All of this remains true, and yet here I am now – I seem to be talking about it all of a sudden. Yeah. Don’t get used to it. But as we enter this more contemplative season (#MichaelScott) I’m finding, not just after this particular climb but having experienced all of them cumulatively, that some balance needs to be found here. For me, at least, these experiences have become too big, too important, to remain entirely silent about them.
So I won’t. But I promise to keep them mysterious nonetheless.
Pilgrims and fools and chaos
2018 seems to have been, for many people and for many different reasons – perhaps intertwined, perhaps not – a year of rapidly increasing and accelerating chaos, and not in the fun way. This is the mean Trickster and not the funny one. Further fouling the air is the sense that this is no blip but rather an enduring condition or, worse, the harbinger of even deeper chaos to come.
(Beyond stating that I generally agree with the preceding statement, I’m not going to weigh in on this in detail at this time. I’ll note only that both Coppock and White seem to be in agreement that we’ve got some pretty relentless and intense Weird and even Upheaval between now and 2021. Buckle up; I can only quote the good doctor: “When the going gets weird, the weird turn pro.” Now is your time – you know who you are.)
All this raged on below as we ascended to the Other Worlds, a central part of the power and experience of this glacially carved ritual. Today, the Equinox, was a day on which Light and Dark were balanced and even. This is not the territory of sprites and angels and warrior monks as is the Summer Solstice, nor is it the solemn turf of the rebirth and ultimate victory of light from darkness as we find at Midwinter. This is less defined than that – meaning it’s more open to possibility, to making of it what we will, at least to a certain degree, even as it dispenses on us what it yet wills in turn. There’s a dynamic interplay there.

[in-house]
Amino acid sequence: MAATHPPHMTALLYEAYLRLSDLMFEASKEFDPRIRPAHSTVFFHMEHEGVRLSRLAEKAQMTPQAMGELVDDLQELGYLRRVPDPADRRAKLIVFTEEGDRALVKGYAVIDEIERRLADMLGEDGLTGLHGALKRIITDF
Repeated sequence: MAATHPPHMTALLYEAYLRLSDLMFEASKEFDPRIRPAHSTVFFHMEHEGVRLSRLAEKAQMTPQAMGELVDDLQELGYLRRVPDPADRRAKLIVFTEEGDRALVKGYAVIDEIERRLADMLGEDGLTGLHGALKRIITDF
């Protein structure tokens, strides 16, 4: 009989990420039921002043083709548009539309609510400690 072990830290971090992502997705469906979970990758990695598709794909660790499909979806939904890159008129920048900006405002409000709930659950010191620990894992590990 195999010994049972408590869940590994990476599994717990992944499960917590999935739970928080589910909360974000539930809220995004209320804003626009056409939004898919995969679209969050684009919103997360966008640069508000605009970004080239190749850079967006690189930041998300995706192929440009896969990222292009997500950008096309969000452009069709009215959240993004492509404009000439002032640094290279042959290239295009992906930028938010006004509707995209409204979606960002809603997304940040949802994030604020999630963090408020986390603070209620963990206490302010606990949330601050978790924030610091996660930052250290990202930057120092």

Me personally, stepping into the winds of Monte Rosa, I found myself arriving in a state of uncertainty, slightly battered maybe, with the edge having been robbed from my usual balance and confidence. Hardly unexpected, of course, given that I’m as much affected by the chaos of these times as anyone else, but it was clear in that space that this sacramental observance was precisely what was needed.
As a group, we deftly handled the light and dark blend – 2018’s second soft serve of chocolate vanilla swirl – with care and aplomb. Freely extracting the joy of life from the sky and rock, we laughed about (and took delight in) all of existence, immersed ourselves spiritually and conversationally in the mythic realms – Tolkien’s, at times, but others as well. We were granted the ethereal understanding of the world’s Music. Yet all throughout, we remained acutely aware of the importance of understanding and holding territory, of fighting antagonists – enemies, even – and of the varying states of serfdom under which we live now and may or may not live in the future. We were not dreaming fools on the hill. We were pilgrims, clerical sojourners, artists, knights, and also citizens.
We departed Monte Rosa to brave the perilous cliffs – and their attendant thrones – of The Ampitheater. From the “stage”, I was invited to declamate, and – very briefly, with five words – I did so.
We meandered to the summit and held court for an indeterminate amount of time before descending via a route suggested to us by a berserk – but perhaps beatified – cardiac patient. The path took us back momentarily to our former stronghold, where we rested briefly before making a gentle descent that concluded with plenty of light to spare. Though one of our fellowship had to depart on a longer journey home, three of us posted up over at the Copacabana of Peterborough for our reintegration into the World of the Valley and reorientation to the new season to come.
For all of this, including the fall season, even in such times as these, I am profoundly grateful. The universe is an incredible place to be.